By Eric Eraso | January 2, 2024 1:47 pm

Imagine Carlos, a homeless man suffering from schizoaffective disorder, who has trouble consistently managing his health conditions. How can physicians build trust with him, find realistic solutions and improve his underlying health?

This was the scenario posed to medical students across Florida by keynote speaker Dr. Ana Turner at the recent Chapman Regional Conference held at UCF’s College of Medicine. The answer, she says, lies in the event’s theme, seeing care through the eyes of the patient.

The annual Chapman conference provides an opportunity for Florida medical students to share their research and passion for providing more humanistic care.  

“In medical school, we ask our students to learn a lot of stuff, but we don’t necessarily put emphasis on the kindness, compassion and love that comes with being a physician,” said Dr. Robert Watson, Trustee of the Jules B. Chapman and Annie Lou Chapman Private Foundation that funds the conference. “If students can walk away from this conference with those values reinforced, that would be a beautiful thing.”

Following Dr. Turner’s presentation, student leaders from medical school free clinics across the state came together to share ideas on how they care for their underserved patients, improve clinic operations and reach populations in need.

“It always amazes me how students can hear these problems that sound insurmountable, but through their own ingenuity, they find ways to solve them,” said Dr. Watson.

As part of the panel, students were asked what keeps them motivated to volunteer at their free clinics, on top of the heavy academic strain of a medical school curriculum. One student, who volunteers at the UCF’s Chapman Compassionate Care Clinic for patients experiencing homelessness in downtown Orlando, spoke up with tears in her eyes.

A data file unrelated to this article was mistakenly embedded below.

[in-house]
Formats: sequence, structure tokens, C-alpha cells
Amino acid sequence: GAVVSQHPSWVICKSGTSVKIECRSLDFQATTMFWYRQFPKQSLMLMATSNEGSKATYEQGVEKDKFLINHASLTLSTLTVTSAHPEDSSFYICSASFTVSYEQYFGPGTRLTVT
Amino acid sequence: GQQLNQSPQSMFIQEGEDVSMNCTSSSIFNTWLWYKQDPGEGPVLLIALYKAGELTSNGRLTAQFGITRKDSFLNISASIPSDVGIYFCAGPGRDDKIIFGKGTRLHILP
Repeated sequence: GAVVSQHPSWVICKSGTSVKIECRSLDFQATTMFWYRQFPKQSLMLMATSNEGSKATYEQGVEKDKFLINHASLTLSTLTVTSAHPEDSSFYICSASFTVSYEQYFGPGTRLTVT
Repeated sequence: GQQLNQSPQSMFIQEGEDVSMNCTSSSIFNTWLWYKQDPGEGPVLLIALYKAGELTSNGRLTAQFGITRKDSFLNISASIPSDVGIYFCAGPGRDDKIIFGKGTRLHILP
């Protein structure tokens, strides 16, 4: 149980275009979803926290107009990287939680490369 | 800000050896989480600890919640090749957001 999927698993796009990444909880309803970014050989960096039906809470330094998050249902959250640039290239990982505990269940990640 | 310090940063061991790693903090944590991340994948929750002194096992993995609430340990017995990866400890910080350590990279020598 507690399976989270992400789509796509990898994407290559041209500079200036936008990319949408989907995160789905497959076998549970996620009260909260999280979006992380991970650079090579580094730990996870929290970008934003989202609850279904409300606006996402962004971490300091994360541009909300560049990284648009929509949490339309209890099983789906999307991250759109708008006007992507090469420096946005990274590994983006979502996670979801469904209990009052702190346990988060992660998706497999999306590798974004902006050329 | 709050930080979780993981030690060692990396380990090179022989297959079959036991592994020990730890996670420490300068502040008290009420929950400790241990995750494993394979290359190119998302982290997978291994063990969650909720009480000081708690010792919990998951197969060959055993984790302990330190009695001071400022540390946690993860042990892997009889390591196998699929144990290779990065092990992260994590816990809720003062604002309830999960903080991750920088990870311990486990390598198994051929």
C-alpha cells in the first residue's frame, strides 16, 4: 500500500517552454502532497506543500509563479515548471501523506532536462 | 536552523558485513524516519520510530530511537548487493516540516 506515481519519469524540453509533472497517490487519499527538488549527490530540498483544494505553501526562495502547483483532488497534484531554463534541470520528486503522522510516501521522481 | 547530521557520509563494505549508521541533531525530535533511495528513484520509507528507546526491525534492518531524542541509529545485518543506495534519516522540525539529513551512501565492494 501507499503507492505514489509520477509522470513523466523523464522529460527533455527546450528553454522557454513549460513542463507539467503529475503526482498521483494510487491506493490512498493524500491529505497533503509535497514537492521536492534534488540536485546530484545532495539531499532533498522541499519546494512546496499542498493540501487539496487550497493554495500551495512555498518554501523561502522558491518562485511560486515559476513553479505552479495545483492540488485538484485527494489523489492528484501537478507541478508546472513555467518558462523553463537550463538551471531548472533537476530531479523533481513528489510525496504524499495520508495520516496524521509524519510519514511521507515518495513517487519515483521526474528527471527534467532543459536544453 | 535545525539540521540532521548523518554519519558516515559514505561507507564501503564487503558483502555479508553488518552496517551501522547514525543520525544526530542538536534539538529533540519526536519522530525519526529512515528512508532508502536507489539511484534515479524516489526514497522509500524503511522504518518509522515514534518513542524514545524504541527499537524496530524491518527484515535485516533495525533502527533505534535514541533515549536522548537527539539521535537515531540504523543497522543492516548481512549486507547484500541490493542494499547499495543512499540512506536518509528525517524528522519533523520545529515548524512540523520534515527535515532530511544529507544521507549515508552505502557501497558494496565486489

“No one comes to medical school to study, they come because they love people,” she said. “And for me, there’s nothing more fulfilling than translating for a Spanish-speaking patient.”

Alia Jiang, a second-year medical student at Florida State University, attended the Chapman Regional Conference due to interest in Humanities in medicine. As a member of her college’s arts in medicine program, she is grateful for conferences like this one.

“In medical school, it is easy to get bogged down in cold details and lose the soft skills and bedside manner,” she said. “It can be hard to escape the bubble of our own schools, so I am truly grateful that this conference gets to expose us to how other schools see the patient experience.”

Following the panel discussion, students were given the opportunity to mingle and discuss research they have conducted before attending the breakout rooms, where speakers gave presentations to the students.

UCF’s own Dr. Janice Cato Varlack and Dr. Tolu Adebanjo McKenzie conducted their breakout room on Trauma Informed Care, in which they presented four patient visits with “Maria,” a diabetic patient with a history of abuse and housing insecurity who struggles to find time to manage her diet while dealing with her life circumstances. At each visit, Dr. Cato Varlack spoke with Maria with varying levels of trauma awareness and empathy toward. Students were encouraged to critique each patient visit to build a better, more empathetic patient interaction.

“As part of caring for unsheltered patients, some learners have questions about how to get to the heart of a patient’s story and build that trust,” said Dr. Cato Varlack. “Maria’s story is common, and it is important as physicians to empower patients like Maria to feel they are in control of their care.”

Fitting with the theme of the event, Kamalakar Shenai, a kidney failure patient-turned-advocate spoke on his experience as a patient. He has experienced the difficulty of living on dialysis and serves as a source of inspiration for others in the same situation.

“Many incredibly knowledgeable doctors can treat kidney disease, but they do not have the experience of siting in the dialysis chair for hours, staring at the ceiling every week,” he said. “I hope that the next generation of doctors will be more compassionate, humble and empathetic toward patients. Often what they need is not just knowledge, what they need is a friendly touch and an empathetic ear.”

Post Tags

Related Stories